Frases de Horatio Nelson

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Horatio Nelson

Fecha de nacimiento: 29. Septiembre 1758
Fecha de muerte: 21. Octubre 1805
Otros nombres:Lord Horatio Nelson

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Horacio Nelson, primer Vizconde de Nelson, primer Duque de Bronté fue un almirante de la Marina Real británica. Fue conocido por sus victorias durante las Guerras Napoleónicas. Fue herido varias veces en combate, perdiendo un brazo durante el intento de invasión británico del archipiélago español de Canarias, y la vista de un ojo durante otra de sus acciones de piratería en Córcega. Murió tras haber sido alcanzado por un soldado francés, que colaboraba con España, en la batalla de Trafalgar el 21 de octubre de 1805.

Nelson nació en una familia medianamente prospera originaria de Norfolk, y se unió a la marina por influencia de su tío, Maurice Suckling. Ascendió rápidamente por el escalafón y trabajo con los mejores comandantes navales de la época hasta recibir su propio comando en 1778. Desarrollo una reputación a través del valor personal y por sus hábiles estrategias pero sufrió periodos de enfermedad y desempleo después de la Guerra de Independencia estadounidense. El inicio de las Guerras Revolucionarias Francesas le permitió volver al servicio, manteniéndose activo particularmente en el Mediterráneo. Enfrento varias escaramuzas menores en Toulon y jugo un papel importante en la captura de Córcega y en subsecuentes labores diplomáticas en los estados italianos. In 1797, se distinguió por su victoria en la batalla del Cabo San Vicente al mando del buque HMS Captain.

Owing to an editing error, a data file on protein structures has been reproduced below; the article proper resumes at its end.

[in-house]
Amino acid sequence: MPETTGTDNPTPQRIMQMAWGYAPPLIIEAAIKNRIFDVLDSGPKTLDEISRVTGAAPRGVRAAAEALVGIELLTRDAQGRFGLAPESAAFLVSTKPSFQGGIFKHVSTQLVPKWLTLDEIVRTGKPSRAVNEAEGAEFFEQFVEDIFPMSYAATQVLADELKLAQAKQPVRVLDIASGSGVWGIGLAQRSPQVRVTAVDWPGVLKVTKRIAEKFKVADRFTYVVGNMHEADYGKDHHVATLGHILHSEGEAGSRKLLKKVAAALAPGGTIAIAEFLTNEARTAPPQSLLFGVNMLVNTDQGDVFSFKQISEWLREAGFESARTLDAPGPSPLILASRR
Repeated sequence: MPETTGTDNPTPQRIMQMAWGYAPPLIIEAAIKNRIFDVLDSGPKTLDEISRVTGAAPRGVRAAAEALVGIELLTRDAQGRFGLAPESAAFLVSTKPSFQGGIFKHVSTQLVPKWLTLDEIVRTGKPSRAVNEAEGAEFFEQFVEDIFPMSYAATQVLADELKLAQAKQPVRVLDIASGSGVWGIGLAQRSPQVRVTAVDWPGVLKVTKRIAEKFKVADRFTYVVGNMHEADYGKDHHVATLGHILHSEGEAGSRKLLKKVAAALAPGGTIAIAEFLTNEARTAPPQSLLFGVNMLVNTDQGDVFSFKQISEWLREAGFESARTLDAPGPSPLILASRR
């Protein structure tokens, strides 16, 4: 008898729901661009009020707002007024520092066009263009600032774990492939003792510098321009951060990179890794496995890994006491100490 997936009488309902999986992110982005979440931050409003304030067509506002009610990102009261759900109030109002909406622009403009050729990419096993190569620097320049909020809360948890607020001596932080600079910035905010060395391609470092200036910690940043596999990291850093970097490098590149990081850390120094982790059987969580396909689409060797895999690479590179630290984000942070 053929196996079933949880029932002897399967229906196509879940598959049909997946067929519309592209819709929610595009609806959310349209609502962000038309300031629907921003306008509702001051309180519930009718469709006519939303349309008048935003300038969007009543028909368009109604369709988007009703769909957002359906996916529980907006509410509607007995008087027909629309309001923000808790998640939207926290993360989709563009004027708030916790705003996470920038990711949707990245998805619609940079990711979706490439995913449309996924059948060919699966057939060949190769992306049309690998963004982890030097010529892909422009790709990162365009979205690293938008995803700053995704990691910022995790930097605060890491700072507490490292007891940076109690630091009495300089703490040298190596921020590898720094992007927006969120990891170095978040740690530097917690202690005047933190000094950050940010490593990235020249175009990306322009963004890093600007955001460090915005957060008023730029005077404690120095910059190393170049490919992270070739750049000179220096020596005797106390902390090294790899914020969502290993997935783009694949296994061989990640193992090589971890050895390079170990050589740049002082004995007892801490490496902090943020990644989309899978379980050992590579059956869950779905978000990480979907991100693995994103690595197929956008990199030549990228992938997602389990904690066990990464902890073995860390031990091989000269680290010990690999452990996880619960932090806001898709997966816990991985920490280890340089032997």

Poco después de la antedicha batalla, Nelson participo en el asedio de Santa Cruz de Tenerife, donde fue malherido perdiendo un brazo, y forzado a marcharse a Inglaterra para recuperarse. El año siguiente, obtuvo una victoria decisiva sobre Francia Batalla del Nilo y se mantuvo en el mediterráneo para apoyando al Reino de Nápoles contra la invasión francesa. En 1801, fue despachado al Báltico y obtuvo otra victoria, esta vez sobre los daneses en la Batalla de Copenhague. Subsecuentemente, comandó un bloqueo naval contra flotas francesas y españolas en Toulon, y después de su escape, los persiguió hasta las Antillas y vuelta a Europa pero no logró darles batalla. Después de un breve regreso a Inglaterra, comandó el bloqueo de Cádiz en 1805. El 21 Octubre de 1805, la flota franco-española zarpó y Nelson la enfrentó en la Batalla de Trafalgar. Esta fue la batalla más grande de Gran Bretaña, pero desgraciadamente Nelson perdió la vida en medio de esta cuando un francotirador francés le disparo a bordo del buque HMS Victory. Su cuerpo fue llevado a Inglaterra y recibió un funeral de estado.

La Victoria y muerte de Nelson en Trafalgar lo convirtió en una de las figuras más heroicas de Gran Bretaña. Numerosos monumentos han sido creados en su honor y su legado se mantiene hasta nuestros días.

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Frases Horatio Nelson

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„Thank God, I have done my duty.“

— Horatio Nelson
Statement among his final dying words.

„My character and good name are in my own keeping. Life with disgrace is dreadful. A glorious death is to be envied,“

— Horatio Nelson
Context: The lives of all are in the hands of Him who knows best whether to preserve it or no, and to His will do I resign myself. My character and good name are in my own keeping. Life with disgrace is dreadful. A glorious death is to be envied, and, if anything happens to me recollect death is a debt we must all pay, and whether now or in a few years hence can be but of little consequence. Letter from Agamemnon at sea (10 March 1795), in Nelson's letters to his wife and other documents, 1785-1831 edited by Navy Records Society, p. 199

„I have not shed a tear for years before the 21st of October and since, whenever alone, I am quite like a child.“

— Horatio Nelson